Investigating Risk Factors Affecting Infant Mortality Rates in the United States

By Chau-Kuang Chen.

Published by The Technology Collection

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Article: Print $US10.00
Article: Electronic $US5.00

Support Vector Machine (SVM) and Artificial Neural Network (ANN) approaches have been widely used for pattern recognition and data prediction. These approaches can be used to establish nonlinear relationships among variables as well as to perform variable ranking and selection. The purpose of this study was to construct workable SVM and ANN models to assess risk factors affecting infant mortality rates in the United States (U.S.). Data was collected in years 2000-2006 at the state level from the U.S. Census Bureau, the Center for Disease Control and Prevention, and the U.S. Departments of Labor and Commerce. The outcome variable was infant mortality rate, and risk factors included per capita income, unemployment rate, teen pregnancy rate, percent of teen mothers who smoke, percent of newborns with gestation stage less than 37 weeks, percent of newborns who weigh less than 2500 grams, and many more. The top seven important risk factors found in the SVM and ANN models were consistent with the literature findings, which are major contributors of the infant mortality rate. It is evident that SVM and ANN models have successfully demonstrated their model validity and applicability. Therefore, the study results should be used to help policy makers implement intervention strategies needed to reduce infant mortality rate.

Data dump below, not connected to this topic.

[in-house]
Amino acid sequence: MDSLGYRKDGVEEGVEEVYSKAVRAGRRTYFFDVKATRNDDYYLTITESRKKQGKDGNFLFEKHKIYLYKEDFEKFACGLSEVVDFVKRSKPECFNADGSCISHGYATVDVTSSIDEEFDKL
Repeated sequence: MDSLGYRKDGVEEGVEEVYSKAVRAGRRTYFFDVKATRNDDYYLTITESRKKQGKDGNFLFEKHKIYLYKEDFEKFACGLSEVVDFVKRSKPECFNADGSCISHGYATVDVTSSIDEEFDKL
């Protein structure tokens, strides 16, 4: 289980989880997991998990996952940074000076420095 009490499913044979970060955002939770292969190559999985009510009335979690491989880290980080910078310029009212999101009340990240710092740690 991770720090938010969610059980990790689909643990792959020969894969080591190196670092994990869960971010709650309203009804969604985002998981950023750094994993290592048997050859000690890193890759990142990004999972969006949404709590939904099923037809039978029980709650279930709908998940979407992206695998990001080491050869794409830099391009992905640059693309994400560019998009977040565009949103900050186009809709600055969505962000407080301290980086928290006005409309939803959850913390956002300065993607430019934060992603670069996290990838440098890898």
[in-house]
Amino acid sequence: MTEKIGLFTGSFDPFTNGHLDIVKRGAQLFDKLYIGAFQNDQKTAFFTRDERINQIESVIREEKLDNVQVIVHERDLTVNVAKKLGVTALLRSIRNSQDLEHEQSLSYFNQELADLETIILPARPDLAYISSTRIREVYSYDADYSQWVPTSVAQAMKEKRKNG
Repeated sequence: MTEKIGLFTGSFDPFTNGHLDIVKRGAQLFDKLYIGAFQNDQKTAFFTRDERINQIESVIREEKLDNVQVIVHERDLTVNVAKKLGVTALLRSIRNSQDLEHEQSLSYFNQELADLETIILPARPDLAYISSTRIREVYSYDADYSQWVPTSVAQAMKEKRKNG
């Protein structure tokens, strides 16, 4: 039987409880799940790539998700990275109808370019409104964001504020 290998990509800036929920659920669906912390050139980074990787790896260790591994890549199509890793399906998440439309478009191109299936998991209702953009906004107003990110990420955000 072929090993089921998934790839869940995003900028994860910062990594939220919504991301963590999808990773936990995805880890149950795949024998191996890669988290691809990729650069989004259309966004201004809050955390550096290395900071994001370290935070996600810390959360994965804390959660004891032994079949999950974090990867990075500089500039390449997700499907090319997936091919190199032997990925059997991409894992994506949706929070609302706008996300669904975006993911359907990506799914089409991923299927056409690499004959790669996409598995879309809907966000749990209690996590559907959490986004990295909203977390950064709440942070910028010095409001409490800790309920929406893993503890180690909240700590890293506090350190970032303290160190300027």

Keywords: Artificial Neural Network, Support Vector Machine, Infant Mortality

International Journal of Technology, Knowledge and Society, Volume 7, Issue 4, pp.119-128. Article: Print (Spiral Bound). Article: Electronic (PDF File; 742.035KB).

Dr. Chau-Kuang Chen

Associate Professor and Director of Institutional Research, Office of Institutional Research, Meharry Medical College, Nashville, Tennessee, USA

Dr. Chau-Kuang Chen has taught Biostatistics to graduate students and medical residents at Meharry Medical College for more than 20 years, specializing in generalized linear model, survival analysis, time series analysis, and artificial intelligence modeling approach. He was one of the first to incorporate a variety of sophisticated techniques--ordered logit/cloglog, proportional hazard, transfer function of ARIMA methodology, grey forecasting model, and artificial intelligence methods--into higher education processes and outcomes. Dr. Chen has won the 2008 Distinguished Graduate Educator Award, and the Dean’s Award for Excellence in Teaching in the School of Graduate Studies three times, conducted numerous statistical workshops at annual conferences of the Association for Institutional Research (AIR), presented statistical seminar at the University of Oxford, UK, and published several articles in the Web-based IR Applications, an AIR refereed journal.


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